I thought the story, although marketed as a YA Dystopian Thriller, could have incorporated more of the dystopia aspect in their little bubble of Bombay City but that's not really much of a complaint as much of a small nitpick.
Overall, while I think the book had a lot of potential, I'm not sure that I totally loved it, but if the author was ever like "Hey I edited/revamped my book" I would totally give it another shot so there's that.
Rating: 3/5 Stars
In short, I think the idea of this book is better than the book itself.
That said, the good parts are not too bad. Though it took me a while to get through the beginning chapters, I felt like Ruby's character was, at least, thought out if not presented clearly. Tea-loving, immature, and fiercely loyal and self-determined.
Not much else I need in a YA protag. I was immediately sold to the setting of Mumbai, not only because it's a rare thing for a YA dystopian novel not to be set in the West, but also because the charm of the city is captivating, and Hariharan does well to dismantle its glamour. Hariharan's descriptions are abundantly detailed as well, if not succinct. Stronger still is the wealth of cultural references that serve to add a rich layer of reality to the text. Another part of the book that strikes me is that the romantic aspect fits into the structure without sucking attention from the rest. Often, romance acts as a distraction, but here it only helps.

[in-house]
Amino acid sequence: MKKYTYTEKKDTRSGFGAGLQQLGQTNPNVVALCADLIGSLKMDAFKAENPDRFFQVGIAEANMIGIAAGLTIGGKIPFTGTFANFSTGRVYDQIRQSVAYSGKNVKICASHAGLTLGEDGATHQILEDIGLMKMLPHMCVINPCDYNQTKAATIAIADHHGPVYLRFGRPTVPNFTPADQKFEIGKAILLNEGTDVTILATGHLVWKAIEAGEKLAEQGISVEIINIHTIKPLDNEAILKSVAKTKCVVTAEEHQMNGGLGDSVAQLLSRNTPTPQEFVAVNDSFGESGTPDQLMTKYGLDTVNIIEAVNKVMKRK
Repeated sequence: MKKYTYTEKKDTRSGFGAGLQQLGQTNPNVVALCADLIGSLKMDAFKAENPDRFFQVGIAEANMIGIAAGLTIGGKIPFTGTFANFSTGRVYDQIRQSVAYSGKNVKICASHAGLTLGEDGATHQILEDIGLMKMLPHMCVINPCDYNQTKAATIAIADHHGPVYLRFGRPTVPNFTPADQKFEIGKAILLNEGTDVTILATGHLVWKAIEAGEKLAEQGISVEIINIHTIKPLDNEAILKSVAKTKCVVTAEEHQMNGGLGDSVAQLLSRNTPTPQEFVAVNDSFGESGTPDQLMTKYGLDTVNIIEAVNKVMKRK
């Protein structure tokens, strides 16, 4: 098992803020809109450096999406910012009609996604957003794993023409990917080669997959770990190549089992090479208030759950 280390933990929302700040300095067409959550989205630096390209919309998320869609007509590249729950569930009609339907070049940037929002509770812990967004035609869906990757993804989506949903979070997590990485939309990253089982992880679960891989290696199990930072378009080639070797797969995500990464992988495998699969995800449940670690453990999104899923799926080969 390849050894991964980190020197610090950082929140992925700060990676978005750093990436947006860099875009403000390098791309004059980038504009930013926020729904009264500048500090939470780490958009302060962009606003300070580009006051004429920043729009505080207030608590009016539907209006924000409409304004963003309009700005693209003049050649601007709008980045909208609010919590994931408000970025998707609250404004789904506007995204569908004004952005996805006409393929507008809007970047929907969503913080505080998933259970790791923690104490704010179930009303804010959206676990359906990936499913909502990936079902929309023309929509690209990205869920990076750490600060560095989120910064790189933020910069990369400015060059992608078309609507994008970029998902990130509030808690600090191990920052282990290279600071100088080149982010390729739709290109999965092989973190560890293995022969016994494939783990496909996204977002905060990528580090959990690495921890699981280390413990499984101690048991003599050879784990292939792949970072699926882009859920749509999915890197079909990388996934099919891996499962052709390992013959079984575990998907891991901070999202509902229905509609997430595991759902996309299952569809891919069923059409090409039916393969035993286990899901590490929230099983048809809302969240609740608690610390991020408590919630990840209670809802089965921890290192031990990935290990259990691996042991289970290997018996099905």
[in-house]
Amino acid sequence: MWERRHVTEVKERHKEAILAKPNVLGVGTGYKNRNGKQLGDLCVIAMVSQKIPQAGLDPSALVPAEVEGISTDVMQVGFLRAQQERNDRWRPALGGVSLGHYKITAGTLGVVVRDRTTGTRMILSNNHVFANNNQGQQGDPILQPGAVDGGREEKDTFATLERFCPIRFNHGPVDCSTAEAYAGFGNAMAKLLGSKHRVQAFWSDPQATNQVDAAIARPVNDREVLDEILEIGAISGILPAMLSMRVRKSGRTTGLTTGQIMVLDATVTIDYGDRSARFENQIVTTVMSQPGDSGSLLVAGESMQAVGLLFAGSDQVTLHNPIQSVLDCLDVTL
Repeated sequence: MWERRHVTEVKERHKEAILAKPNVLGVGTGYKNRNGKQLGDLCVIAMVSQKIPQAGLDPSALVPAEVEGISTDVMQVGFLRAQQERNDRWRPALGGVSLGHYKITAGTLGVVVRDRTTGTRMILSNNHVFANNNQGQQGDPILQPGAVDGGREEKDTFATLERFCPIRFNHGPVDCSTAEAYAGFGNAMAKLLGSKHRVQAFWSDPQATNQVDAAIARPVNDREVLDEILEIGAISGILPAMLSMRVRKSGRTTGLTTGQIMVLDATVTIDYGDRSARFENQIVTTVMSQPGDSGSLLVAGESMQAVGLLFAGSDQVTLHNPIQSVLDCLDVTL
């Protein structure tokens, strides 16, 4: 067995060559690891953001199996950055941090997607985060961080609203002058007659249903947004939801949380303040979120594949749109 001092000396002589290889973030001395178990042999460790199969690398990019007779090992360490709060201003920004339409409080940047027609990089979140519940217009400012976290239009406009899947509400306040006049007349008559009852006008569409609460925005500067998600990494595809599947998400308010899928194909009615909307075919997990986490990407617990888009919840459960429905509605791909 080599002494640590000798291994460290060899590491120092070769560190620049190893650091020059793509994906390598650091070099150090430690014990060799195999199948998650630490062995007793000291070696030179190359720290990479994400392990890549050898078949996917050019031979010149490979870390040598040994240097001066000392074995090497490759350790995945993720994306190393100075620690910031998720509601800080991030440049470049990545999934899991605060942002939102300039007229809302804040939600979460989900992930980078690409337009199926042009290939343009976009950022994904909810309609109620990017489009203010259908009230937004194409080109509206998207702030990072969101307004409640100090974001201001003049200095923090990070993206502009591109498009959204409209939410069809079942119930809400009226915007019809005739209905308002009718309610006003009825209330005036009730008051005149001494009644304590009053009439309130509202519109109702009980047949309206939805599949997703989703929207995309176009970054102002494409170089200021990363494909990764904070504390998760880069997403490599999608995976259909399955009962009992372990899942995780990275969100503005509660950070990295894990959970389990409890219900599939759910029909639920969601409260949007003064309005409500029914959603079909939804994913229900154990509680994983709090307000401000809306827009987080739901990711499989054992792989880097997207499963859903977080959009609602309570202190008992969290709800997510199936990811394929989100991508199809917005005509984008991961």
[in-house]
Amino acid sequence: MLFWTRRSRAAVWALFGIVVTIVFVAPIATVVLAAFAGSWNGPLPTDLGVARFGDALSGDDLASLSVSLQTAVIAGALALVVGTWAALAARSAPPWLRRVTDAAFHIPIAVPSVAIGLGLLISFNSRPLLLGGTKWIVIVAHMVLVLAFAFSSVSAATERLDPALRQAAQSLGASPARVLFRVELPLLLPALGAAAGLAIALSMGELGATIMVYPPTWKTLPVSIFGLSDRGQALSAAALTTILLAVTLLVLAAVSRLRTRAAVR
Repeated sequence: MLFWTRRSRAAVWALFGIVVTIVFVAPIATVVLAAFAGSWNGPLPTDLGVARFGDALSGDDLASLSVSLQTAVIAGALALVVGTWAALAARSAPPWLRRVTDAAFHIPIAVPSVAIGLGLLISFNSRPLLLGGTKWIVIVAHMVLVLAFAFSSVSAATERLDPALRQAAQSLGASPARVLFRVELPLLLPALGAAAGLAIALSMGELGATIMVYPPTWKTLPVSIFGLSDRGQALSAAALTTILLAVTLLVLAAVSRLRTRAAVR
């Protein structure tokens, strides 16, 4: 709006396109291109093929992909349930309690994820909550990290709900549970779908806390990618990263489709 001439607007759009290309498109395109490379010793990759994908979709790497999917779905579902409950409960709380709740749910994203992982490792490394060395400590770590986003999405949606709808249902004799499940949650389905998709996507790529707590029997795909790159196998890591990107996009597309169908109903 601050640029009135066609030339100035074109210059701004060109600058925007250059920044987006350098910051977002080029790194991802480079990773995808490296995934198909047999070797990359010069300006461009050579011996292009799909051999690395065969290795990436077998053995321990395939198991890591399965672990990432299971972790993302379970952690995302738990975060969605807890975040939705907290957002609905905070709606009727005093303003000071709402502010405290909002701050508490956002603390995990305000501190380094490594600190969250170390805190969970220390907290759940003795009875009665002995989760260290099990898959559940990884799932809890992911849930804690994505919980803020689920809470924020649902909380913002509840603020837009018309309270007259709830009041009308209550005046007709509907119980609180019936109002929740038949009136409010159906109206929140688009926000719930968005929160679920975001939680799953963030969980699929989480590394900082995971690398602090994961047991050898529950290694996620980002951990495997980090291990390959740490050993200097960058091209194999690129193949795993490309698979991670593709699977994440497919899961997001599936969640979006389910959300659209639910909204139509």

But because I can see the potential in this novel expressed in how Hariharan frames and builds the setting and her protag, I saw the bad parts in a much worse light. For example, I felt the city had better character development than most of the characters and that unnerved me. Pankaj for example pretty much existed to springboard off of Ruby's ideas and decisions and I felt his character could be elevated to quirky space he seems to want to occupy.
I agree with some of the other reviews of this novel that praise Hariharan's ability to build and promote narrative tension and keep a certain page-turning quality. There is never a truly "dull" moment that falls flat in terms of active narration or predictability. However, I felt that did not apply to the beginning. The beginning was clunky, info-droppy, and a bit rushed. A lot of that has to do with getting used to the pacing, syntax, and often awkward writing (described in detail by my fellow blogger here). It's nothing a few rounds of editing couldn't fix and I think Hariharan would benefit from a re-publication of this novel.
Like most reviewers, I was taken by the end. It was unpredictable, dramatic, and leaves the characters in shock. Unfortunately, because of the clunkiness, I was never able to invest myself enough to love feel the shock the characters did. It was enough that I will give Hariharan another go in the second book, but if it's similar in style, I may not finish that one.
What's a sticky situation you've had to get out of?